corresponding product/service offerings with varying levels and intensity of interest. This

is referred to as consumer involvement.

Nature of Consumer Involvement:

1. It is an inner urge that creates within an individual an interest/desire to hold certain

product/service offerings in greater relevance/importance.

2. Involvement possesses certain properties:

a) It has a level of strength and intensity that determines the degree of involvement that

a consumer possesses. This could be high or low.

b) The length of time that the consumer remains in this heightened state determines the

level of persistence. It could be short term and situational interest in the product/service

category; or it could be long term and enduring.

c) It is directed towards any or all of the elements of the marketing mix. A person may

show involvement towards the product (its features/attributes and benefits), the price,

the store or the dealer or even the promotional effort (advertisement/sales promotion

etc).

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3. A mechanism underlies the very process of involvement. As a process, involvement is

impacted by certain “antecedents” that get restrained by “moderating factors,” and finally

affect its degree of intensity and level of persistence.

Antecedent factors are certain factors that precede and lead to involvement; these

include the person himself and the individual determinants; the object, stimuli or the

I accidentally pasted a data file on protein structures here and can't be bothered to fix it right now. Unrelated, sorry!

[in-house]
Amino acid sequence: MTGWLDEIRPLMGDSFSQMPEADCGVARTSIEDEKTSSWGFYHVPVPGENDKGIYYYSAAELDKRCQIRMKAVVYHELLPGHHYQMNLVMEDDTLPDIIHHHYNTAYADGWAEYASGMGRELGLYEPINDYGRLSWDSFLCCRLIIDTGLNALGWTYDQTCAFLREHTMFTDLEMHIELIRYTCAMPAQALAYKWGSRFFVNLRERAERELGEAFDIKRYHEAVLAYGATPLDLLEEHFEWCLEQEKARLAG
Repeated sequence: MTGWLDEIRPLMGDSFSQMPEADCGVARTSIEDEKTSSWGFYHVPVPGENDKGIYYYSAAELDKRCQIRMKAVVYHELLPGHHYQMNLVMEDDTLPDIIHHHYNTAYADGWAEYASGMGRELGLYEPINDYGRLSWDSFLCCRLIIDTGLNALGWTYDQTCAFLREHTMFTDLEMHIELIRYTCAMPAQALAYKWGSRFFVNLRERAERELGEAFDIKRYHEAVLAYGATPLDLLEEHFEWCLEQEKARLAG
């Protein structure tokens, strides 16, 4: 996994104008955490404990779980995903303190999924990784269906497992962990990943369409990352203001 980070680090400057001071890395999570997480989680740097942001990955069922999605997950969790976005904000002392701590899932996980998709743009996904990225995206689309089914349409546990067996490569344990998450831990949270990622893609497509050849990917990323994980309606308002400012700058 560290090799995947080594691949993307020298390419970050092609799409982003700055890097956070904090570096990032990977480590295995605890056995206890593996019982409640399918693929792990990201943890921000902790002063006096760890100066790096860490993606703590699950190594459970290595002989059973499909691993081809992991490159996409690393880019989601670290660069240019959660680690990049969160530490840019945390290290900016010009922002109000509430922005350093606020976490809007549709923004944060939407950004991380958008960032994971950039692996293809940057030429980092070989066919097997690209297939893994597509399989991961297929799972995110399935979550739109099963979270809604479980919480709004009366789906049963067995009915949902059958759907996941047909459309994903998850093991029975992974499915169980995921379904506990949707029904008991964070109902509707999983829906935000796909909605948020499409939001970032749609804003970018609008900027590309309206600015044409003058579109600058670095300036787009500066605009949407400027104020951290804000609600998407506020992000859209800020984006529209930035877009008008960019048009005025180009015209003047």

product/service offering; and, the purchasesituation.

Moderating factors arefactors thatcan restrain the impact of antecedents so as to

impact the level of involvement include the opportunity available to the person to collect

and collate facts and information, the cognitive ability to process information and draw

conclusions, and the time available in hand.

4. The antecedents, moderators and the properties of involvement finally converge to a

response in terms of information search, information processing, information

transmission, the purchase decision and post purchase behavior. Consumer

involvement affects the ways in which consumers seek, process, and transmit

information, make purchase decisions and make post purchase evaluation.

Ques 2 What are the two types of consumer involvement? Discuss with an example. Ans 2 Depending on whether the involvement is short term or long term, consumer involvement could be of two types, viz., situational and enduring.